When autonomous driving company Five wanted to tell its staff about its latest re-brand, it decided to ditch the Zoom call.
Instead, workers were invited into a virtual “game” world built specifically for them. Using software called Gather.Town, staff could walk their avatar over to a colleague and immediately start a conversation.
“You entered this virtual world and you could chat to the people next to you, but people four or five rows away were too far away to chat to,” says Stan Boland, the company’s chief executive.
“I think people had forgotten how much they had missed meeting each other and it really was much, much better than we had expected.” The company had around 160 people gathered in the space that also had a virtual games room and a beach bar.
Five staff are among a vast array of workers across the country that have been ported from their make-shift offices into a virtual world.
Last year, Swiss bank UBS issued Microsoft HoloLens smart glasses to a select group of London traders to see whether they could use it to combat the loneliness of working from home and recreate the buzz of a trading floor.
Such virtual reality (VR) and augmented reality (AR) headsets allow users to see and interact with others in the same digital space, such as a trading floor. Movements, such as turning one's head, correspond with how the person's avatar moves in the space.
In the oil and gas industry Baker Hughes is using it to simulate its facilities within training rooms. BP has done similar in its efforts to recreate the conditions faced during drilling activities.
Meanwhile surgeons are making use of an extra pair of eyes through British-based Proximie . The VR kit allows surgeons from anywhere in the world to "scrub in" and share insights about the ongoing operation.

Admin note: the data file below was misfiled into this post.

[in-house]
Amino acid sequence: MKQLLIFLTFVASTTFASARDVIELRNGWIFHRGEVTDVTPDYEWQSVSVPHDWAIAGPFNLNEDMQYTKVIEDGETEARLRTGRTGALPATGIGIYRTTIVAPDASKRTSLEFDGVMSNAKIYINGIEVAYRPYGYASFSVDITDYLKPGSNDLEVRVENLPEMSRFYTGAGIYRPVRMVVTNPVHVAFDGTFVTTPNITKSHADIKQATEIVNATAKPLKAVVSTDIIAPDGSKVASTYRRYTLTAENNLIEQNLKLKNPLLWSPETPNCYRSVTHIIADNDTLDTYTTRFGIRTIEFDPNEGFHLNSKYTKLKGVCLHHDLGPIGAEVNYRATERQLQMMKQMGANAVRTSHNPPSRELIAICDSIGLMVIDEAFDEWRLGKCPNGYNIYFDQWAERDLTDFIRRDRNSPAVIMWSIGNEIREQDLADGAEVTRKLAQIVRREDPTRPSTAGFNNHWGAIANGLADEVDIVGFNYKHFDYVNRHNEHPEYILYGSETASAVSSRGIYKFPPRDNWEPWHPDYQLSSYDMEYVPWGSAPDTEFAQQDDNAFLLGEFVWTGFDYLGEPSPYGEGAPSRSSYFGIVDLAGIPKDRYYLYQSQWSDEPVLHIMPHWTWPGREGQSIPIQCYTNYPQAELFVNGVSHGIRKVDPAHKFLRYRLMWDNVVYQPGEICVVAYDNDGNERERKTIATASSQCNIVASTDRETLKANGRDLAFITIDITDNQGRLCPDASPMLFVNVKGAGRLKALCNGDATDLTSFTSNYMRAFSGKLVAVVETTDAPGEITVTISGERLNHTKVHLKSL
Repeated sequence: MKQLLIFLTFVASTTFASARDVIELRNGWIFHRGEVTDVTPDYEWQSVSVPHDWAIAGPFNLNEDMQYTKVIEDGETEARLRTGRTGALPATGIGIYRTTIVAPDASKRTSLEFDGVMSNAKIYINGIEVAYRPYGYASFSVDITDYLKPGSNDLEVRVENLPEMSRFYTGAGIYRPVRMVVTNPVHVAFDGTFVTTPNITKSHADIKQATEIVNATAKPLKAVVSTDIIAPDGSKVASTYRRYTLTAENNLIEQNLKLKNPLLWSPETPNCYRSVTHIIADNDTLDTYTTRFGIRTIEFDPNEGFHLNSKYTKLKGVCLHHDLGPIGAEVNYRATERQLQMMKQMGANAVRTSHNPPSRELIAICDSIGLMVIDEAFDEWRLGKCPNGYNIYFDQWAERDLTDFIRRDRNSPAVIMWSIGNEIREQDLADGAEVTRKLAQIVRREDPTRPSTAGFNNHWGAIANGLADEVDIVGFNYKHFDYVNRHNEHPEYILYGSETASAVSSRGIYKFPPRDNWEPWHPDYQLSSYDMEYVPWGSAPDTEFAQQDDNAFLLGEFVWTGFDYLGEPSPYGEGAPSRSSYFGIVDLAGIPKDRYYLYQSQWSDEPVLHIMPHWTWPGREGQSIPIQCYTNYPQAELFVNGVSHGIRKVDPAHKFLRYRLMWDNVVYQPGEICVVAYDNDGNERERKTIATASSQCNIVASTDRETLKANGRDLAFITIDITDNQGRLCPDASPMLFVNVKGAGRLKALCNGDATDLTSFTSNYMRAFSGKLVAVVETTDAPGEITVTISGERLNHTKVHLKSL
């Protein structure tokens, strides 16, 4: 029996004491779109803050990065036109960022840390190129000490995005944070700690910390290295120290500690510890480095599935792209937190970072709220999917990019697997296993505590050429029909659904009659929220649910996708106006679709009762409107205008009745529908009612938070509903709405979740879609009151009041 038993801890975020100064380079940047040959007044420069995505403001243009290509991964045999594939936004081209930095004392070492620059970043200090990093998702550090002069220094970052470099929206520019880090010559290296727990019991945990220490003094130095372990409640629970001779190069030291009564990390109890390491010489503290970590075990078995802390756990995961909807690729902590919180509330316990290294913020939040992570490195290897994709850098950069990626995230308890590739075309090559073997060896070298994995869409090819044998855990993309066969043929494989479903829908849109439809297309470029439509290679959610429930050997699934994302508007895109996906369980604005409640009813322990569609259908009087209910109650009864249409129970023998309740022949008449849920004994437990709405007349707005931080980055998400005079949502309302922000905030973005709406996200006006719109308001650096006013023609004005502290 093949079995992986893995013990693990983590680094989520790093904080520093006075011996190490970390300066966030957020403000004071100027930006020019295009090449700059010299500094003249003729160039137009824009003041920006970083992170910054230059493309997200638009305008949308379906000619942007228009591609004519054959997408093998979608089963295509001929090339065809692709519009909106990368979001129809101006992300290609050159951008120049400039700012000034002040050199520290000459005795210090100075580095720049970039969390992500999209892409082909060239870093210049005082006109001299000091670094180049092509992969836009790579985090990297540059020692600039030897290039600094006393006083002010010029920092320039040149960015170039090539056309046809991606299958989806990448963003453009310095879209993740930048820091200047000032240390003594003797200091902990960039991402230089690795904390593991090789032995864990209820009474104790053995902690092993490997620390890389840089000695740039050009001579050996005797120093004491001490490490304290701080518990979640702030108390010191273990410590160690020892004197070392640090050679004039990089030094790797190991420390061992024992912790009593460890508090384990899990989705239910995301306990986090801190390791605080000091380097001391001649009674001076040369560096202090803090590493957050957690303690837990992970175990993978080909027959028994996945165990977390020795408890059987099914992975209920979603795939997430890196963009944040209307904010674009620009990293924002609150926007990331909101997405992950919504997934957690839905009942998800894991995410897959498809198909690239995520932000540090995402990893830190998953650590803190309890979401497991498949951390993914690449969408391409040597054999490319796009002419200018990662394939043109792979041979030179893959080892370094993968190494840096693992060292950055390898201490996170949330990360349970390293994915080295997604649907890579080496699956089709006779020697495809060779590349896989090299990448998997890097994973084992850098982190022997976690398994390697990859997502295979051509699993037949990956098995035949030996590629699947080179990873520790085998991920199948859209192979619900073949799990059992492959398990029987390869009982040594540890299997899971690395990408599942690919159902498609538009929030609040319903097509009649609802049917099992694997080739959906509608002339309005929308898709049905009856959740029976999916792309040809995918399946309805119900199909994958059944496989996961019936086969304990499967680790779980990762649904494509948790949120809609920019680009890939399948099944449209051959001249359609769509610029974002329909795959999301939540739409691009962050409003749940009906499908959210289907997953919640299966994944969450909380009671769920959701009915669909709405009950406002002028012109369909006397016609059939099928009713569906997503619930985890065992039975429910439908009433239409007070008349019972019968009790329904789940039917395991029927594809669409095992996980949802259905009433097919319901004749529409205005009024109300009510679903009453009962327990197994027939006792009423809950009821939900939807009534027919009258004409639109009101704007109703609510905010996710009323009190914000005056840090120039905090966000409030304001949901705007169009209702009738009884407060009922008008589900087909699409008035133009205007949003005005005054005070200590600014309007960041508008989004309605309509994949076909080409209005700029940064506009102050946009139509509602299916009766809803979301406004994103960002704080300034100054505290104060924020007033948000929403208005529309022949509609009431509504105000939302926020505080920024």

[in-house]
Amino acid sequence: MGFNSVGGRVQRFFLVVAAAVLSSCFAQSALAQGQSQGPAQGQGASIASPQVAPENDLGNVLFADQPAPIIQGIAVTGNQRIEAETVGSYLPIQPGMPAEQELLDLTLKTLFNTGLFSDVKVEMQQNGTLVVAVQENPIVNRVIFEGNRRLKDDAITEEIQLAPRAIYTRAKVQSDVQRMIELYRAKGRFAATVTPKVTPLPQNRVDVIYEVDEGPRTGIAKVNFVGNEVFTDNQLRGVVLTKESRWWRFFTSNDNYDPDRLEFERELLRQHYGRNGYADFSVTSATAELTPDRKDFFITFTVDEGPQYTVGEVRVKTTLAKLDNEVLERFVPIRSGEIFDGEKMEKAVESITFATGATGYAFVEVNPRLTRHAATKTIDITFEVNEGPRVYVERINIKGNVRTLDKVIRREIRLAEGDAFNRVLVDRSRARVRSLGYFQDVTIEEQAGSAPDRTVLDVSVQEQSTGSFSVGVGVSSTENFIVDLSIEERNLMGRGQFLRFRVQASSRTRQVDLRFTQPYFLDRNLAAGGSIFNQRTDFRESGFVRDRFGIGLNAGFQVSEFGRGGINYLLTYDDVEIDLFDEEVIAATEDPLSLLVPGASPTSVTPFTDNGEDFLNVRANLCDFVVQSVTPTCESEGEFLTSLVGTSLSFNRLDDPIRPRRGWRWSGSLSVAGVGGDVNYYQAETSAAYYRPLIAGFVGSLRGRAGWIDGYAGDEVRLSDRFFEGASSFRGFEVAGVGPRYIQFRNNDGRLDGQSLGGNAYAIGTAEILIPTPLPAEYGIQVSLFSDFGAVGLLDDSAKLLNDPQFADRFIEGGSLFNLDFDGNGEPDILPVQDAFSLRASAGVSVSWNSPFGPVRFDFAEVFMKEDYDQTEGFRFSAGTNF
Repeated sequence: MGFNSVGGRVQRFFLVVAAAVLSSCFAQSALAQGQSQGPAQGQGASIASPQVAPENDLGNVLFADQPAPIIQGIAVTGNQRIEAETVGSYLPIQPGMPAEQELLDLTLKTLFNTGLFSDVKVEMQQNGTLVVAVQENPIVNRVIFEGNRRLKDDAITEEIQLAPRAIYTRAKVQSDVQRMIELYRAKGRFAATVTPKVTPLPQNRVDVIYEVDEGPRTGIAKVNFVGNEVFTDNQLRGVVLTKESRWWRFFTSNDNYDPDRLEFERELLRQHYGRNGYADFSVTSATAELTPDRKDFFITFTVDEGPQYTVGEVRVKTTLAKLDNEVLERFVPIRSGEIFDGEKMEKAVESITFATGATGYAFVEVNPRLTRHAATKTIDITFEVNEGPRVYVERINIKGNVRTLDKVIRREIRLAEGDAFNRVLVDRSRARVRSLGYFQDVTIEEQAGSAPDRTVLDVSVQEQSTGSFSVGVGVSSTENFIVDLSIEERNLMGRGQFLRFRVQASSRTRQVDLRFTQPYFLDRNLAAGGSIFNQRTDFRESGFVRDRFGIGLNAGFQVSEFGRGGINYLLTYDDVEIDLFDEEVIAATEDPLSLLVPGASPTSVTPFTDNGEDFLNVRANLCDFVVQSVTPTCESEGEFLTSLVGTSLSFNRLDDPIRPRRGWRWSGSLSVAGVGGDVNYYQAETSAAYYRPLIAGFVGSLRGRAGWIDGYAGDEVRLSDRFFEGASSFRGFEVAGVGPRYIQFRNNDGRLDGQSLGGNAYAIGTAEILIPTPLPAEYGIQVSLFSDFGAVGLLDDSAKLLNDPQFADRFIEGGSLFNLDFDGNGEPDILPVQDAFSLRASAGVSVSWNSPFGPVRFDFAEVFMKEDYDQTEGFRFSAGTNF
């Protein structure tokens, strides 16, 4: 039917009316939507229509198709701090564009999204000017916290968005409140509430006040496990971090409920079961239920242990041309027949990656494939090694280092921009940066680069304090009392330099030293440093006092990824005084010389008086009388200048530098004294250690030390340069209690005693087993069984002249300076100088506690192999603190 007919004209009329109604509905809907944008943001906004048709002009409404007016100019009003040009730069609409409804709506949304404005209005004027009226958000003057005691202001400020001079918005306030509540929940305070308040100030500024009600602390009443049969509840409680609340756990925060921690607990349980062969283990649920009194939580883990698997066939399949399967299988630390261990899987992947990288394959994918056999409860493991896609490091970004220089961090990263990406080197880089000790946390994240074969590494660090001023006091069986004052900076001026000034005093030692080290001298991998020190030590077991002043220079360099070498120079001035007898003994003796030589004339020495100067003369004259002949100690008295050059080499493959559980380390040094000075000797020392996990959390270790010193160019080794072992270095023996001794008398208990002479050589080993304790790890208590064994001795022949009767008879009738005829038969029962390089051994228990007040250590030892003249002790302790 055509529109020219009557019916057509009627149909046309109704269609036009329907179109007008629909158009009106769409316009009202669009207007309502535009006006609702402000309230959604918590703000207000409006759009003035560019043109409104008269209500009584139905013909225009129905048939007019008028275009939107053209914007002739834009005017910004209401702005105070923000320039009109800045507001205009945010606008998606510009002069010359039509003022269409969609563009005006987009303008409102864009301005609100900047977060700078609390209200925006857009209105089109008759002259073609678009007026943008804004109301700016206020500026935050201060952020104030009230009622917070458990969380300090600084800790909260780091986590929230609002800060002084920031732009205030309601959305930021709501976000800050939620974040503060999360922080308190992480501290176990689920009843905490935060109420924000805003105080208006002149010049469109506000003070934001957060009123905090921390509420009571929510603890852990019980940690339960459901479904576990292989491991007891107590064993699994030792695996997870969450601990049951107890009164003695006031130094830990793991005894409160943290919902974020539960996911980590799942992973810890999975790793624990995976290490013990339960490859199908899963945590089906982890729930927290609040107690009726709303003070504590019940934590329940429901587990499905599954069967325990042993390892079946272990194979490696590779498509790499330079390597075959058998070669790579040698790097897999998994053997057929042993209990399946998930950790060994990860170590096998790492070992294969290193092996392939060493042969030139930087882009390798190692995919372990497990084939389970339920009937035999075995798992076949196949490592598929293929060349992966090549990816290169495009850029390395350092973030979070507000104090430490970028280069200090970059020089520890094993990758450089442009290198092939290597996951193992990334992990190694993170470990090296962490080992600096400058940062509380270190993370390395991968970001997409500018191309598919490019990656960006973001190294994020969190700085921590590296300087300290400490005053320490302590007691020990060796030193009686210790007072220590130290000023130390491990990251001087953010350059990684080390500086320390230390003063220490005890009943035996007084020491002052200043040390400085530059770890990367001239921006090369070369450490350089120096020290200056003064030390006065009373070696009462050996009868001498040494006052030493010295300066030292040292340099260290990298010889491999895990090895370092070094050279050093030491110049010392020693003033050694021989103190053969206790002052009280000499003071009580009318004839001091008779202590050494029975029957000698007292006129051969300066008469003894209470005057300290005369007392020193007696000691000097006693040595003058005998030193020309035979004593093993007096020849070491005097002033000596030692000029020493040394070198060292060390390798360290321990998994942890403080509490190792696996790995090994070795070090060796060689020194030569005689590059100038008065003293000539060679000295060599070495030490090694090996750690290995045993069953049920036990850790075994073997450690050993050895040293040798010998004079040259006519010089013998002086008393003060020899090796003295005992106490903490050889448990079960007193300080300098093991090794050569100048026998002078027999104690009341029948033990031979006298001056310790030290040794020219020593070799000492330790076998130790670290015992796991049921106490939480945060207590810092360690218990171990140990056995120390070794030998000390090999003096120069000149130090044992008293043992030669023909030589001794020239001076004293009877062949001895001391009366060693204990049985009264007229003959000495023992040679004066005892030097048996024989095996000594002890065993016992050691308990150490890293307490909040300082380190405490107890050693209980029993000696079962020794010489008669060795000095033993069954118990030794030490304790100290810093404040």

Consulting firms like PwC and Deloitte are also part of a host of big name businesses banking on the commercial success of VR.
“Because we use a virtual office, and because there are avatars, it does allow you to bump into colleagues in a way you can’t do in organised video conferencing,” says Ed Greig, Deloitte’s chief disruptor.
"When designing offices, people now look to increase the 'collision coefficient' that allows different teams to bump into each other and have casual conversations that can often spark new ideas.”
Deloitte’s virtual office has seen its usage spike since the start of the pandemic. Greig says the technology was “small-scale experimental” before the pandemic but that the pandemic had “massively accelerated” it use.
UK-based VR firm Mesmerise hopes to take advantage of the advent of remote working that has been driven by the pandemic.
"We envisage a future where virtual reality is a critical part of working from home," says Andrew Hawken, the Mesmerise chief executive and co-founder.
"So when you book a meeting or an event, you'll have a VR headset on your desk and will be able to join a meeting in VR as quickly as picking up your phone."